"There will also be seen in these Concepts a number of principles
which have already become traditional to our services, but which have never been
clearly articulated and reduced to writing. For example: the "Right of
Decision" gives our service leaders a proper discretion and latitude; the
"Right of Participation" gives each world servant a voting status
commensurate with his (or her) responsibility, and "Participation" further
guarantees that each service board or committee will always possess the several
elements and talents that will insure effective functioning. The "Right of
Appeal" protects and encourages minority opinion; and the ""Right of
Petition" makes certain that grievances can be heard, and properly acted upon.
These general principles can of course be used to good effect throughout our entire
From the Introduction to "Twelve
Concepts for World Service" by Bill W. as adopted by the Annual General Service
Conference of Alcoholics Anonymous on April 26, 1962
The Twelve Concepts (Short Form)
- Final responsibility and ultimate authority for A.A. world services should always
reside in the collective conscience of our whole Fellowship.
- The General Service Conference of A.A. has become, for nearly every practical
purpose, the active voice and the effective conscience of our whole Society in its
- To insure effective leadership, we should endow each element of A.A.; the
Conference, the General Service Board and its service corporations, staffs,
committees, and executives; with a traditional "Right of Decision."
- At all responsible levels, we ought to maintain a traditional "Right of
Participation," allowing a voting representation in reasonable proportion to
the responsibility that each must discharge.
- Throughout our structure, a traditional "Right of Appeal" ought to
prevail, so that minority opinion will be heard and personal grievances receive
- The Conference recognizes that the chief initiative and active responsibility in
most world service matters should be exercised by the trustee members of the
Conference acting as the General Service Board.
- The Charter and Bylaws of the General Service Board are legal instruments,
empowering the trustees to manage and conduct world service affairs. The Conference
Charter is not a legal document; it relies upon tradition and the A.A. purse for final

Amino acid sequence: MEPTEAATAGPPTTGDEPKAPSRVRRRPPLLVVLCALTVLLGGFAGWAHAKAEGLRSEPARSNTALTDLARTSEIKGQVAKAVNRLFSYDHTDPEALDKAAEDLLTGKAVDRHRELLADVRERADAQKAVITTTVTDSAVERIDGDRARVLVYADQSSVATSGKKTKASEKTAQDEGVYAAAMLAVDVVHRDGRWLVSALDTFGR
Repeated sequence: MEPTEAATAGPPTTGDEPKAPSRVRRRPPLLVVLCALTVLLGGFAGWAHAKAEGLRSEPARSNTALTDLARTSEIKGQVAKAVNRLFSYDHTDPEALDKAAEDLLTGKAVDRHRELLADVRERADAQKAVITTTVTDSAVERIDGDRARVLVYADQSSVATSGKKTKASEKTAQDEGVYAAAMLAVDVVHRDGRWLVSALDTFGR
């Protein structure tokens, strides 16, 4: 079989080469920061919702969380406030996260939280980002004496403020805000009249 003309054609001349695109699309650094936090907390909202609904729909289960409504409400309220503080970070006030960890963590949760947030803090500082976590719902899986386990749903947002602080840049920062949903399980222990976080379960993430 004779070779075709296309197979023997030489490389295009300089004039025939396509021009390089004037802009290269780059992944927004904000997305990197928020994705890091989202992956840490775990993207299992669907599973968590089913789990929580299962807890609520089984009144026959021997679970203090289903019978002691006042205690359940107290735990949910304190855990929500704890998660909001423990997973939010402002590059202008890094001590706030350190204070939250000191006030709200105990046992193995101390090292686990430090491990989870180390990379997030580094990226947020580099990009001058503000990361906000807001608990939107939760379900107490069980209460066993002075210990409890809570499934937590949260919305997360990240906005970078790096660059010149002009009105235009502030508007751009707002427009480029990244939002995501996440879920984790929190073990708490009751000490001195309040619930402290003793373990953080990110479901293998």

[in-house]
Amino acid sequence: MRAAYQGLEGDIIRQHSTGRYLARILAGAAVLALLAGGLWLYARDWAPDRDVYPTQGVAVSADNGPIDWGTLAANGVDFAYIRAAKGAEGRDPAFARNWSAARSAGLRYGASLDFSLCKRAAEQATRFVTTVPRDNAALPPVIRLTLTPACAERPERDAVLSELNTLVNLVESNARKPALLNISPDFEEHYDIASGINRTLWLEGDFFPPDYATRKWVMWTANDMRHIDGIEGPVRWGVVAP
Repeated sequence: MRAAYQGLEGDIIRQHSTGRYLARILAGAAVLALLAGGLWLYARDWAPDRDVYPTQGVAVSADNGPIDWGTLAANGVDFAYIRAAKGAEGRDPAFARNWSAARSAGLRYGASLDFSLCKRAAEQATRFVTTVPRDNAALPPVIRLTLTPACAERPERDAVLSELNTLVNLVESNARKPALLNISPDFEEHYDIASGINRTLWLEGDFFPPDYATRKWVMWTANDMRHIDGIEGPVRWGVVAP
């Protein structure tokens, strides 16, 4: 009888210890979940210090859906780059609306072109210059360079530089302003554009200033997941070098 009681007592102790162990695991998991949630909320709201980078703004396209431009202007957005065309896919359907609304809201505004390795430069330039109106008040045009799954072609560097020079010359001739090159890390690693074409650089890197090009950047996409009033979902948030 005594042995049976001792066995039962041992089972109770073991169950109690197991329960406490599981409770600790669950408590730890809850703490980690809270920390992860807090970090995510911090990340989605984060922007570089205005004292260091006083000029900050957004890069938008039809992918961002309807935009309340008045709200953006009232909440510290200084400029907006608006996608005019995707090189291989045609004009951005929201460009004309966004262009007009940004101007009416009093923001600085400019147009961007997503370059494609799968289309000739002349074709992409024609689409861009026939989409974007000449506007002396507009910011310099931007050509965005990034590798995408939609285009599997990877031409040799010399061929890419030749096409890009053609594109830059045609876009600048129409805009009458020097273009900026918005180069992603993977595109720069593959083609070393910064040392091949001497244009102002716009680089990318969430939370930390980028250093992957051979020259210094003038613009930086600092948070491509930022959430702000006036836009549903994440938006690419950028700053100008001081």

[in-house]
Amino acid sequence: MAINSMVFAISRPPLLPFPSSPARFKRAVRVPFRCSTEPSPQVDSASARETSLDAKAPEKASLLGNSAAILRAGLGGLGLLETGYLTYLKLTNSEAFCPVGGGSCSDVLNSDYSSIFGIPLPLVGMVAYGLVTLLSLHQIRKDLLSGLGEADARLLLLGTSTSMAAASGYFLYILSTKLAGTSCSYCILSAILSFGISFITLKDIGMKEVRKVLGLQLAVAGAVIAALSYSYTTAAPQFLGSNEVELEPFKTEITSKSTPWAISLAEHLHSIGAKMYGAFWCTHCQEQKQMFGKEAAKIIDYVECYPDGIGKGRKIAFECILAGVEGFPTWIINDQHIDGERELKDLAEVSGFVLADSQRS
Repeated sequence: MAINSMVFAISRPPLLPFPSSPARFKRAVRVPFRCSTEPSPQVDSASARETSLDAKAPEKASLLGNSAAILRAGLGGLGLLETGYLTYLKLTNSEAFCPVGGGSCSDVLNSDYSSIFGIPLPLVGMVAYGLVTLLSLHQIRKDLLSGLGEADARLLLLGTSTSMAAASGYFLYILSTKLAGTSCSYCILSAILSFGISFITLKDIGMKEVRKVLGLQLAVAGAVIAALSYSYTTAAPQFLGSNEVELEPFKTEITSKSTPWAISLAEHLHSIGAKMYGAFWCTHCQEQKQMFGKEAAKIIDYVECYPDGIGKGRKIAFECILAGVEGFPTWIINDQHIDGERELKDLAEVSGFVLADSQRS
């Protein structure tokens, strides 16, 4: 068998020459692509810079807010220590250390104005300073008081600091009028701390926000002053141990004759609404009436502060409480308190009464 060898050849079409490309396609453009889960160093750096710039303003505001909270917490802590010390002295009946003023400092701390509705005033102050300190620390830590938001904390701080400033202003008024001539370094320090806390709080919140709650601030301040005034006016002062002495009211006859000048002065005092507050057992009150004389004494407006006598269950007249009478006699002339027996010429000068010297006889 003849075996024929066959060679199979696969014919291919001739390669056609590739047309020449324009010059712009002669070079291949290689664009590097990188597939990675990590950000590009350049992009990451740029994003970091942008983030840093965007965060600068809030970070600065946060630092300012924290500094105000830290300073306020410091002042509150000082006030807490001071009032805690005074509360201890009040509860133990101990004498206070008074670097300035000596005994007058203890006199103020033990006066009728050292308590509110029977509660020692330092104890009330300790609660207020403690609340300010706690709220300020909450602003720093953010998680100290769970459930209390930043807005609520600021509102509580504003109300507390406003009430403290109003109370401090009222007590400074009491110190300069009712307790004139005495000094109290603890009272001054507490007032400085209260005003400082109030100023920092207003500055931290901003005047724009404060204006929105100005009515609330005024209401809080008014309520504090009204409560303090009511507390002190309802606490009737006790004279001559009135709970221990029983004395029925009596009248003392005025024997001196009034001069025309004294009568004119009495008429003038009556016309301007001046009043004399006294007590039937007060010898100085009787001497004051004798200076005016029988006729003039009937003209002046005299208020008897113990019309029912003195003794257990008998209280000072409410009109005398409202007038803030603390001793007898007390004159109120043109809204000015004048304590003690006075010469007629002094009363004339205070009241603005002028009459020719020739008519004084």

- The trustees are the principal planners and administrators of overall policy and
finance. They have custodial oversight of the separately incorporated and constantly
active services, exercising this through their ability to elect all the directors of
- Good service leadership at all levels is indispensable for our future functioning
and safety. Primary world service leadership, once exercised by the founders, must
necessarily be assumed by the trustees.
- Every service responsibility should be matched by an equal service authority, with
the scope of such authority well defined.
- The trustees should always have the best possible committees, corporate service
directors, executives, staffs, and consultants. Composition, qualifications, induction
procedures, and rights and duties will always be matters of serious concern.
- The Conference shall observe the spirit of A.A. tradition, taking care that it
never becomes the seat of perilous wealth or power; that sufficient operating funds
and reserve be its prudent financial principle; that it place none of its members in
a position of unqualified authority over others; that it reach all important decisions
by discussion, vote, and, whenever possible, by substantial unanimity; that its
actions never be personally punitive nor an incitement to public controversy; that it
never perform acts of government, and that, like the Society it serves, it will always
remain democratic in thought and action.
A.A. World Services, Inc.